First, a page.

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Comparing Bear Markets and Recessions: Exploring the Distinctions

Key Points

  • A bear market is a sustained period of declining asset prices, usually marked by a drop of 20% in the price of an asset from recent highs. Bear markets may be overarching or industry-specific.
  • Recessions are long-lasting and more economically significant events and may require government intervention to correct.
  • Don’t assume that every bear market will lead to a recession, as this is rarely true.
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Each time the United States enters a bear market, investors inevitably wonder if this is the economic downturn that triggers the next recession. A bear market vs recession is not the same — they are ultimately different phenomena that are not causative of one another.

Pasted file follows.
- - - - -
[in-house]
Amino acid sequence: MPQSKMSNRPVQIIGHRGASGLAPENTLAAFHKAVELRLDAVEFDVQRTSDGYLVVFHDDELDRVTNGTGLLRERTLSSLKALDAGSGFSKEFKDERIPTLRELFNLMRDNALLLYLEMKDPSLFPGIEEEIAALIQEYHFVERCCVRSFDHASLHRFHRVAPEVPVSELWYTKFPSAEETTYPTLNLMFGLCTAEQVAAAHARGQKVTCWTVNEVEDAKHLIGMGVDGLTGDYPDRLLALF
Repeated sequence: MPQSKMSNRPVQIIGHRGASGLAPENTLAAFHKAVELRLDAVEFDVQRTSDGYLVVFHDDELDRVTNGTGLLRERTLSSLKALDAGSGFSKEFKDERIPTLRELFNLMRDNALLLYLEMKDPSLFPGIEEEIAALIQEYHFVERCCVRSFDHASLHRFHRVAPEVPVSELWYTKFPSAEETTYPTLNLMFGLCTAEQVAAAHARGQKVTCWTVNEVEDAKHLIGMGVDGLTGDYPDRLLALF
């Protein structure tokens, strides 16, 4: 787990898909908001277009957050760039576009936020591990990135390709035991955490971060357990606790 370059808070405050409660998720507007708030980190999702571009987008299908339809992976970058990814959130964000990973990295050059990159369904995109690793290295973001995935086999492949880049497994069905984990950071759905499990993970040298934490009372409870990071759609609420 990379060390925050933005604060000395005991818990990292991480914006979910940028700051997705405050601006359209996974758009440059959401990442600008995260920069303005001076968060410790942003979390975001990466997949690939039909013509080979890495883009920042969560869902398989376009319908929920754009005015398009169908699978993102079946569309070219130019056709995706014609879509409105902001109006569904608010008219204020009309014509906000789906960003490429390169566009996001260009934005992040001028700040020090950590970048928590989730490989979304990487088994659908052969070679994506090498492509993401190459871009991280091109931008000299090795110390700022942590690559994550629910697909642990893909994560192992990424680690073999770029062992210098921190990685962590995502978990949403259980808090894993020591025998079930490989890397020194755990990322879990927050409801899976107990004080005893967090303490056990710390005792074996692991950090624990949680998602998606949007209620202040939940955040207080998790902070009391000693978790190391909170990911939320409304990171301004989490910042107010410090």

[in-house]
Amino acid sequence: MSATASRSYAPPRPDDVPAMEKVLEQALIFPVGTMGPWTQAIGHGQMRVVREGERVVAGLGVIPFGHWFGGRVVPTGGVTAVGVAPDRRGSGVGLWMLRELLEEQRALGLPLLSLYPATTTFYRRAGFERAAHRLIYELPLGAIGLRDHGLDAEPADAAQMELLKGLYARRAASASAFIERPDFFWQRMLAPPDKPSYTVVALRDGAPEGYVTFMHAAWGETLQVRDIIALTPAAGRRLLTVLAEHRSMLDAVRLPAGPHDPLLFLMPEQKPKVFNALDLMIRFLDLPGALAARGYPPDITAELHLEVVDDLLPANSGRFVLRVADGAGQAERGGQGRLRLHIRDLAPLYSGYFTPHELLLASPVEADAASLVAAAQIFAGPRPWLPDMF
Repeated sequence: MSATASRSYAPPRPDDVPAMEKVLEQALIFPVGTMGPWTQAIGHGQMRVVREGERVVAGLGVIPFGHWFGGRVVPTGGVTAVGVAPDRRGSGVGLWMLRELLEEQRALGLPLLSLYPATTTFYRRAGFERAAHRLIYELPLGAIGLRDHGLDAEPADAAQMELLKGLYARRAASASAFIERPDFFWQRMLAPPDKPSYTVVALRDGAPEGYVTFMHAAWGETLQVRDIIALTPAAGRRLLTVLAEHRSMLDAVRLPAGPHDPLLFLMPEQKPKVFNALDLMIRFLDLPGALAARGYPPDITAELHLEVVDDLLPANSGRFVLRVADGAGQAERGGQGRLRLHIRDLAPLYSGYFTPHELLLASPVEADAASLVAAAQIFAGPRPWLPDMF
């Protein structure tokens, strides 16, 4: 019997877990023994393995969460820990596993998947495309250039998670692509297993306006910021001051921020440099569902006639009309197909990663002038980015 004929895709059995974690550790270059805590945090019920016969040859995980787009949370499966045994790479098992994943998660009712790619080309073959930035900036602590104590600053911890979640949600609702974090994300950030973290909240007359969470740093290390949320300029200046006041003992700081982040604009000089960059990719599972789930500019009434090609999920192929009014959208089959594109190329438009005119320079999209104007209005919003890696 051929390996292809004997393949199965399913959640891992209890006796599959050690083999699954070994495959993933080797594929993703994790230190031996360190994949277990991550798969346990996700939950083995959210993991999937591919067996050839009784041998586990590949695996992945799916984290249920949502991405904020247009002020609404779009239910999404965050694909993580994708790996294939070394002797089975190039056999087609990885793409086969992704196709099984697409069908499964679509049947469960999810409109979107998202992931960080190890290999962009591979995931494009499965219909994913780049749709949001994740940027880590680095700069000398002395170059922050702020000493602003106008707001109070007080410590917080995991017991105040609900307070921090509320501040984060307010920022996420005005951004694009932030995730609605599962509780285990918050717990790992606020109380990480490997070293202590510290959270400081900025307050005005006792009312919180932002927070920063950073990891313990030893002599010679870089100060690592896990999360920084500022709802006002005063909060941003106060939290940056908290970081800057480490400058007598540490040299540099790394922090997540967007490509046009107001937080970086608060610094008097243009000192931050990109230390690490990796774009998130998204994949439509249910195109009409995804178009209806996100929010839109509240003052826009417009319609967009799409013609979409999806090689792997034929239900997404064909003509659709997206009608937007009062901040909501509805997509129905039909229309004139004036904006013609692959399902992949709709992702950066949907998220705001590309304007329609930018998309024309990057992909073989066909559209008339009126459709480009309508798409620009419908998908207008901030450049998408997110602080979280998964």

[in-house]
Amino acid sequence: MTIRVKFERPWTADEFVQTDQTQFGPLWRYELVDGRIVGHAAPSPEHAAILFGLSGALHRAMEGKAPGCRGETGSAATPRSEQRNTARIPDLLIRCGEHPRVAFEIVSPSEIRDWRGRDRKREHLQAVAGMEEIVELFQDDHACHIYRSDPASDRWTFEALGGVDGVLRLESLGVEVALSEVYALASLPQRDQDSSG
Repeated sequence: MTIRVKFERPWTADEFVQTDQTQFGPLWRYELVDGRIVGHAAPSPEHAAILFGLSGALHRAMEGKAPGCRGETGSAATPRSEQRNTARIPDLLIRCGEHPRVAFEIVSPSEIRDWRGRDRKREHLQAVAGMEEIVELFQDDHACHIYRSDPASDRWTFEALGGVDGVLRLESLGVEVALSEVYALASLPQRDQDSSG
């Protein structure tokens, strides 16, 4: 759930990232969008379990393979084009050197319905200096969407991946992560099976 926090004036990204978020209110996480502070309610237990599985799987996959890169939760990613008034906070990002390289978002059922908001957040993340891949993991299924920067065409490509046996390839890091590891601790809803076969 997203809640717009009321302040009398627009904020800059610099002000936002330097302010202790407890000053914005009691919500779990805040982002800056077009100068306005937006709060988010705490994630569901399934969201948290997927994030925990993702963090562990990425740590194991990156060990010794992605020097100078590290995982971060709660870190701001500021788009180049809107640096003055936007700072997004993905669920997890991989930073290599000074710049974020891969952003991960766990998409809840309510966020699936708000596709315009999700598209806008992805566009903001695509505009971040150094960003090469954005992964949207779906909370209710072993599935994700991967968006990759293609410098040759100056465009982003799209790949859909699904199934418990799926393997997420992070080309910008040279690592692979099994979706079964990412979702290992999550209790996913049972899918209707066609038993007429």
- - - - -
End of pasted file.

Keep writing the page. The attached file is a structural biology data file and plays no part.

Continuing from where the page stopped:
Understanding the difference between a bear market and a recession can potentially help investors avoid closing out of their positions prematurely and accepting losses that would have naturally corrected themselves. Read on to learn more about bear markets vs recessions vs depressions and how to invest at each market stage.

Bear Market vs Recession

Is a bear market a recession? Bear markets and recessions are two different economic phenomena characterized by falling asset prices, rising unemployment and low consumer confidence. It’s not accurate to say that bear markets or recessions cause or lead to one another, but instead, that they coincide because they share most of the same economic symptoms.

Definition of Bear Market

A bear market is a significant and sustained decline in the prices of a particular financial market or asset class, such as stocks, bonds or commodities. While a bear market can occur individually within any asset sector, an overall market can also affect multiple asset classes.